I enjoy a good steak. Also chicken, fish, and the occasional pork or lamp chop. Red meat in moderation, to be sure, and not enough fish, but I’m moving in the “right” direction on these matters. I have respect and appreciation for vegetarians, or vegans, but it is not a path I choose. The model I want to try to follow is Mark Bittman’s formulation of mostly fruits and vegetables, grains, etc., with an occasional modest helping of meat.
Bittman (the author and food writer) got me thinking about all this again yesterday, in his Op Ed piece “Who Protects the Animals?” He reports on the awful slaughter of cows that were allegedly victims of frostbite and in bad shape. But the kicker is that people who attempt to document (videotape) apparent animal cruelty could be punished under new laws against spreading words or images about it. They’re called “ag-gag” laws, and they are one more idiotic and nonsensical barrier to the humane management and treatment of animals, particularly those destined for the dinner table.
After all, we go out of our way to cherish some species (e.g. putting them on endangered lists, creating protected zones) but as yet we have little or no similar interest in the humane treatment of animals raised for food. There are California’s giant kangaroo rats and Arizona’s Hualapai Mexican voles and pygmy rabbits on the list of species with endangered status, hence protections. There are no similar protections for Cornish-Rock crosses (poultry farm chickens), or Beefmasters (Brahman-Shorthorn-Hereford cattle). These animals are raised to be food for other animals, namely humans.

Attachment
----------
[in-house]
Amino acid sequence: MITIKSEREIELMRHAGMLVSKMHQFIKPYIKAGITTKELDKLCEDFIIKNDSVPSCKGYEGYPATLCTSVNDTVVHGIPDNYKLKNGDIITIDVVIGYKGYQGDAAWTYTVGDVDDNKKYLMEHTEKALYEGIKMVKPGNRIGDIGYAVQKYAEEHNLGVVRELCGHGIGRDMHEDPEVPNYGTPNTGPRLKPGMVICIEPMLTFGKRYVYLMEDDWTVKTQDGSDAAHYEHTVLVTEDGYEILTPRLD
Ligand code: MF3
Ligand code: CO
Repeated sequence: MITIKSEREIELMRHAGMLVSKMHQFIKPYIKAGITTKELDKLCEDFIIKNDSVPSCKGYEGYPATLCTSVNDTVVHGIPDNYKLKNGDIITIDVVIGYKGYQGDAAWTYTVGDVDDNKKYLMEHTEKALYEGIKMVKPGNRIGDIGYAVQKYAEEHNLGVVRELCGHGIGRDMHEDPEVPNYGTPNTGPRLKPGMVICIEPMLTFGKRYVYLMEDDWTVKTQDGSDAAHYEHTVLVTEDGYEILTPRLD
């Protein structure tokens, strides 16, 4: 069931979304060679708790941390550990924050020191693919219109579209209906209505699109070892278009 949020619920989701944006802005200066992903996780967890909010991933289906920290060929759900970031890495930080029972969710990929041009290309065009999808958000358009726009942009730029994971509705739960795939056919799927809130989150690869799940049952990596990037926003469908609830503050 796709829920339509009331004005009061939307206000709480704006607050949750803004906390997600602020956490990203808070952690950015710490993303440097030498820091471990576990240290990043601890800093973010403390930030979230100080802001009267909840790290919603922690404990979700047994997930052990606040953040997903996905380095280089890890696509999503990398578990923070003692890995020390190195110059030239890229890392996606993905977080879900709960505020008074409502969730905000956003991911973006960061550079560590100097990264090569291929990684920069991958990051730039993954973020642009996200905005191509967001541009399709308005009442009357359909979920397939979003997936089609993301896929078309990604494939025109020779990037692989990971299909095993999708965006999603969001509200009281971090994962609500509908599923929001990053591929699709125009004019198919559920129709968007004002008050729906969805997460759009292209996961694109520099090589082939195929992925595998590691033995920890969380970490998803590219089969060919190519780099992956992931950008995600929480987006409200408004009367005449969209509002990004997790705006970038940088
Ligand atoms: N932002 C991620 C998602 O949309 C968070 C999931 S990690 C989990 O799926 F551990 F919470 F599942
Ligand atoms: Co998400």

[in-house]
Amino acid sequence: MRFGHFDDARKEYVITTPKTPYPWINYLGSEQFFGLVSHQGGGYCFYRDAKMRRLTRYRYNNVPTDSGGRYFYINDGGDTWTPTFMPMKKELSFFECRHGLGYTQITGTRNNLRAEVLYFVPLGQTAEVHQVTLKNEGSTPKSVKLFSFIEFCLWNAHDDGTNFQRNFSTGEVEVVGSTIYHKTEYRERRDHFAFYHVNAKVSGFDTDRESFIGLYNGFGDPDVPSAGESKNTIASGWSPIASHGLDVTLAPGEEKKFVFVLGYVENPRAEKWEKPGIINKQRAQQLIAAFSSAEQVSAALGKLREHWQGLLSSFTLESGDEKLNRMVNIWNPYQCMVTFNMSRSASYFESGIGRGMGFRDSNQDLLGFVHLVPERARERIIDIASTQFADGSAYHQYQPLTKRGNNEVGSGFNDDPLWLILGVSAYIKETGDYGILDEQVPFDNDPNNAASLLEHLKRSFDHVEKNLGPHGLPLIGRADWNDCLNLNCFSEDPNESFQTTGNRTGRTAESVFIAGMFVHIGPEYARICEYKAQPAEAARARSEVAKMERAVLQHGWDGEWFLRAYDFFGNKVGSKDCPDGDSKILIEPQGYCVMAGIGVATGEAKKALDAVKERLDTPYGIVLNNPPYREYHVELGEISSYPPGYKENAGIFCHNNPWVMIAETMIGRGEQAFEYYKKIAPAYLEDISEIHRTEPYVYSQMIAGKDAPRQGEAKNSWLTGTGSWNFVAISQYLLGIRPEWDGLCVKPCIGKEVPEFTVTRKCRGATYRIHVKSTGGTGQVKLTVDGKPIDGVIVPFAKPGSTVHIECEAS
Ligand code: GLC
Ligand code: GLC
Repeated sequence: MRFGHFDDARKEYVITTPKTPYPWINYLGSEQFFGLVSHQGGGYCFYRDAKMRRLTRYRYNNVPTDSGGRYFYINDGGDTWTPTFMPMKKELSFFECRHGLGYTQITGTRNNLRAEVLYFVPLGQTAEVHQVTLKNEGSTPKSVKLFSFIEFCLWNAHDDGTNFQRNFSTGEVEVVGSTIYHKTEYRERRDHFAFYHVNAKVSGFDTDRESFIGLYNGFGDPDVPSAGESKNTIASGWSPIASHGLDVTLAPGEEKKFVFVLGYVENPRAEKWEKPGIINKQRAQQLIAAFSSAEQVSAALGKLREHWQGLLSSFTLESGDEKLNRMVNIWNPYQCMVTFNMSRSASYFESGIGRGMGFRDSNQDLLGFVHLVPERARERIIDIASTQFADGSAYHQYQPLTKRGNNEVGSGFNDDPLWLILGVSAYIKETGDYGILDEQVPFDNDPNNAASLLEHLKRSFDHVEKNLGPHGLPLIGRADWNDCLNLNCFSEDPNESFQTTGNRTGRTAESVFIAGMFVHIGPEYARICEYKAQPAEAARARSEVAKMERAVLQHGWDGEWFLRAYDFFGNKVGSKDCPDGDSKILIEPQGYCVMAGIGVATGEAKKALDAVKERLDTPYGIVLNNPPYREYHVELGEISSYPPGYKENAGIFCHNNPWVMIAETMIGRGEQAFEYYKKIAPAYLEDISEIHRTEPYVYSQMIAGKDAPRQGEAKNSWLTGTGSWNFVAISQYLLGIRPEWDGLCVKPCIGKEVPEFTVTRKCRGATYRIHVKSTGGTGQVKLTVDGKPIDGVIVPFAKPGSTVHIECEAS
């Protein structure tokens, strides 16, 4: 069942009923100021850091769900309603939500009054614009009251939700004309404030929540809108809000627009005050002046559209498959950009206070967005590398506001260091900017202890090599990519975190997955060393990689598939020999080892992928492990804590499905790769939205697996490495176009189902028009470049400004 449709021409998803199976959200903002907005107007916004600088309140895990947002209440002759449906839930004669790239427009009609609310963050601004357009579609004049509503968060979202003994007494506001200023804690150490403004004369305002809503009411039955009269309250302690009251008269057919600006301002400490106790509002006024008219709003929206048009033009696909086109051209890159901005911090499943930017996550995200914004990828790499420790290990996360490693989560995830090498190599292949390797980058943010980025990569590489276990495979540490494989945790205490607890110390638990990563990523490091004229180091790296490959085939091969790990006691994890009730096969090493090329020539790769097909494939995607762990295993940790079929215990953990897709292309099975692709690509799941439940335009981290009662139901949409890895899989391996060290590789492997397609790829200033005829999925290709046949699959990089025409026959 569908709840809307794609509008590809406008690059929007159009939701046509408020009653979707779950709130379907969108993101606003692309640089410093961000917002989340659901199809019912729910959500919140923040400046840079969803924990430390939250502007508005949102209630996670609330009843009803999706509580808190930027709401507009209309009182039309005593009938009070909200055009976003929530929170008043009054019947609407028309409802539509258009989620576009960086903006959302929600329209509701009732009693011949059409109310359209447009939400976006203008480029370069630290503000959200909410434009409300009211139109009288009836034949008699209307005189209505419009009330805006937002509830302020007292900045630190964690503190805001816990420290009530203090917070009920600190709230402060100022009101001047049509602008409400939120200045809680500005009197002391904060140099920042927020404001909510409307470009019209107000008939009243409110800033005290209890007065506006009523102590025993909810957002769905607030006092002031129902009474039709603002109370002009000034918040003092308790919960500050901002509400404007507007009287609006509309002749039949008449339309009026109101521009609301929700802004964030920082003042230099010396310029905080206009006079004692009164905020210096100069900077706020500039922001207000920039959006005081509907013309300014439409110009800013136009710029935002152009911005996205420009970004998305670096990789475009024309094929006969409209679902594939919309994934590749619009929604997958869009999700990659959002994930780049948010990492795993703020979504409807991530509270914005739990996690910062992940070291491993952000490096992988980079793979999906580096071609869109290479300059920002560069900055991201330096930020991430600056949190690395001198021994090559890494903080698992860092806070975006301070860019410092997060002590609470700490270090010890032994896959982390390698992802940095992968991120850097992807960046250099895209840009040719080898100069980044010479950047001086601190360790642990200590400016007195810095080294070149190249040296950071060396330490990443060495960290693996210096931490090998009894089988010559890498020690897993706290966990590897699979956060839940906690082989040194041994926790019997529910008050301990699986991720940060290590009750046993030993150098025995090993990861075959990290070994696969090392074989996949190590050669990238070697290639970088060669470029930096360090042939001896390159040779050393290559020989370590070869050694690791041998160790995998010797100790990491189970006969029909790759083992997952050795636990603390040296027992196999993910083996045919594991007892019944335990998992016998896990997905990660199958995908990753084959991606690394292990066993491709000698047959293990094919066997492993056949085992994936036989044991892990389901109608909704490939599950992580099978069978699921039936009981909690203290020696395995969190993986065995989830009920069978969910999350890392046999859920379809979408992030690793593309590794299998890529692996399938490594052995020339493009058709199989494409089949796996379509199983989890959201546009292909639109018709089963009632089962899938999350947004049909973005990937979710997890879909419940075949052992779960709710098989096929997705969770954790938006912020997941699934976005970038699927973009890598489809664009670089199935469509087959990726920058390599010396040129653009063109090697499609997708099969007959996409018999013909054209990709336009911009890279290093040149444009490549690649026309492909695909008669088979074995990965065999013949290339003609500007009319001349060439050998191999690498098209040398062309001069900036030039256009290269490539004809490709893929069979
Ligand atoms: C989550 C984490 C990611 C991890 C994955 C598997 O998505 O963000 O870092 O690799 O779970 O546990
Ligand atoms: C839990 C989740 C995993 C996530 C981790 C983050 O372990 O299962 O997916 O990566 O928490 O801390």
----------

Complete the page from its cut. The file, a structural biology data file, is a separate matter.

Federal laws about treatment of animals only kick in at the slaughterhouse, according to Bittman. We are left with state laws to impact on how animals on farms are treated. Well, how should they be treated? There’s a blueprint of sorts in Temple Grandin’s wonderful “Animals Make Us Human,” in which she lists the five freedoms animals should have: free from hunger and thirst, from discomfort, from pain and disease, freedom to express normal behavior, and freedom from fear and distress. Grandin’s 30 years in animal science have taught her a lot about the impediments to those freedoms. And it’s no surprise that one of the obstacles is human attitude. “To be a good stockperson,” she says, “you have to recognize that an animal is a conscious being that has feelings, and some people don’t want to think of animals that way.”
Some people do. Animal Welfare Approved (AWA) is an organization that grants its “seal of approval” to meat, dairy and egg products that come from farms practicing “the most rigorous and progressive animal care” in the country. Their website (www.animalwelfareapproved.org) lets you enter your Zip code and find certified restaurants, store and butchers as close as a mile from your home. I checked - there are 15 restaurants within a mile of me that meet AWA standards. There’s a purveyor at the Union Square Market selling AWA approved beef and eggs. So far, no grocery store listed. But it’s a start, and there are other certifying organizations looking at the conditions under which farm animals are raised, handled, and sent to market. It’s ironic. When we want to characterize awful human behavior, rotten reprehensible lowlife behavior, we say the people acted “like animals.” But animals don’t act like lousy people. They act pretty much like what they were made to be. Of course, we have messed with their essential natures for our own purposes and commerce, and that’s an unhappy consequence of our “dominion.” What I’m thinking about our animal companions on this planet is that they are worth some consideration, even if they are intended to nourish us. That simple act of giving a moment’s thought ought to be one of the things that distinguishes our species.